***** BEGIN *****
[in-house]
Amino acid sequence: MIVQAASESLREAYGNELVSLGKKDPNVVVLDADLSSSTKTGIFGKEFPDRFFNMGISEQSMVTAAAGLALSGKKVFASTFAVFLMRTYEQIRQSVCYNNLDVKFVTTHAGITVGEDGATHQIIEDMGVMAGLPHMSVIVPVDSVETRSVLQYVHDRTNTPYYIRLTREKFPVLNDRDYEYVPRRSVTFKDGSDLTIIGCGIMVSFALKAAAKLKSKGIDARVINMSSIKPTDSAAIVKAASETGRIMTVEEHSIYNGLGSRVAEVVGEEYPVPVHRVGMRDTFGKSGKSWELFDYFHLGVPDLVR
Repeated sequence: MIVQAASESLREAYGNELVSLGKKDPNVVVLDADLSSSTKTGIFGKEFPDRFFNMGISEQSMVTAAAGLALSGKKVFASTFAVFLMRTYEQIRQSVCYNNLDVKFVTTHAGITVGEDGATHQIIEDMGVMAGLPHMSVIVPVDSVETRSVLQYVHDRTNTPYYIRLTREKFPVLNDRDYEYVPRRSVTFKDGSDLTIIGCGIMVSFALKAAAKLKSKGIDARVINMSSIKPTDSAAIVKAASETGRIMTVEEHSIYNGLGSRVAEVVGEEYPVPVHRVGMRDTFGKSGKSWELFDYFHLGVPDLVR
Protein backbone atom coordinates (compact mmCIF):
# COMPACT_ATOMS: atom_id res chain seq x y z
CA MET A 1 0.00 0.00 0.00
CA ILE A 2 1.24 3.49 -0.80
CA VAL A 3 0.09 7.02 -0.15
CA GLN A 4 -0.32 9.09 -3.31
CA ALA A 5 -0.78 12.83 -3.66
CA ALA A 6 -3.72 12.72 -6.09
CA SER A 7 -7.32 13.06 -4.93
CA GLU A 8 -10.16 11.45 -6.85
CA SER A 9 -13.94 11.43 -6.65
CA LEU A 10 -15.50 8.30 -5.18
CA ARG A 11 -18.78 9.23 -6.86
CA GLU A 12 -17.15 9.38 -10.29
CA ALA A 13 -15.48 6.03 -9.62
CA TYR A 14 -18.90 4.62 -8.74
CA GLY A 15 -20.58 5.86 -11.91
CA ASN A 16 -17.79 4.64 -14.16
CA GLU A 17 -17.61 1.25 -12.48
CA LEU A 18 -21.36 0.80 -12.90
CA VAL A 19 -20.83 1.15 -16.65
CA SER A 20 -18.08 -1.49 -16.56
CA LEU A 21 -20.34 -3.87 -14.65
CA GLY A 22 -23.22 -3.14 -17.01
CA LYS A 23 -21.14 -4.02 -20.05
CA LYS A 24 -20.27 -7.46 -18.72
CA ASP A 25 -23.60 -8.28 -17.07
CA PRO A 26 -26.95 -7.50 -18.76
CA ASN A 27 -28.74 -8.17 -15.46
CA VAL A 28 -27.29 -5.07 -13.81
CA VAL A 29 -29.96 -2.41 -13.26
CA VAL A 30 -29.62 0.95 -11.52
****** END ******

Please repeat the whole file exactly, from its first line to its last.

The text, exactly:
[in-house]
Amino acid sequence: MIVQAASESLREAYGNELVSLGKKDPNVVVLDADLSSSTKTGIFGKEFPDRFFNMGISEQSMVTAAAGLALSGKKVFASTFAVFLMRTYEQIRQSVCYNNLDVKFVTTHAGITVGEDGATHQIIEDMGVMAGLPHMSVIVPVDSVETRSVLQYVHDRTNTPYYIRLTREKFPVLNDRDYEYVPRRSVTFKDGSDLTIIGCGIMVSFALKAAAKLKSKGIDARVINMSSIKPTDSAAIVKAASETGRIMTVEEHSIYNGLGSRVAEVVGEEYPVPVHRVGMRDTFGKSGKSWELFDYFHLGVPDLVR
Repeated sequence: MIVQAASESLREAYGNELVSLGKKDPNVVVLDADLSSSTKTGIFGKEFPDRFFNMGISEQSMVTAAAGLALSGKKVFASTFAVFLMRTYEQIRQSVCYNNLDVKFVTTHAGITVGEDGATHQIIEDMGVMAGLPHMSVIVPVDSVETRSVLQYVHDRTNTPYYIRLTREKFPVLNDRDYEYVPRRSVTFKDGSDLTIIGCGIMVSFALKAAAKLKSKGIDARVINMSSIKPTDSAAIVKAASETGRIMTVEEHSIYNGLGSRVAEVVGEEYPVPVHRVGMRDTFGKSGKSWELFDYFHLGVPDLVR
Protein backbone atom coordinates (compact mmCIF):
# COMPACT_ATOMS: atom_id res chain seq x y z
CA MET A 1 0.00 0.00 0.00
CA ILE A 2 1.24 3.49 -0.80
CA VAL A 3 0.09 7.02 -0.15
CA GLN A 4 -0.32 9.09 -3.31
CA ALA A 5 -0.78 12.83 -3.66
CA ALA A 6 -3.72 12.72 -6.09
CA SER A 7 -7.32 13.06 -4.93
CA GLU A 8 -10.16 11.45 -6.85
CA SER A 9 -13.94 11.43 -6.65
CA LEU A 10 -15.50 8.30 -5.18
CA ARG A 11 -18.78 9.23 -6.86
CA GLU A 12 -17.15 9.38 -10.29
CA ALA A 13 -15.48 6.03 -9.62
CA TYR A 14 -18.90 4.62 -8.74
CA GLY A 15 -20.58 5.86 -11.91
CA ASN A 16 -17.79 4.64 -14.16
CA GLU A 17 -17.61 1.25 -12.48
CA LEU A 18 -21.36 0.80 -12.90
CA VAL A 19 -20.83 1.15 -16.65
CA SER A 20 -18.08 -1.49 -16.56
CA LEU A 21 -20.34 -3.87 -14.65
CA GLY A 22 -23.22 -3.14 -17.01
CA LYS A 23 -21.14 -4.02 -20.05
CA LYS A 24 -20.27 -7.46 -18.72
CA ASP A 25 -23.60 -8.28 -17.07
CA PRO A 26 -26.95 -7.50 -18.76
CA ASN A 27 -28.74 -8.17 -15.46
CA VAL A 28 -27.29 -5.07 -13.81
CA VAL A 29 -29.96 -2.41 -13.26
CA VAL A 30 -29.62 0.95 -11.52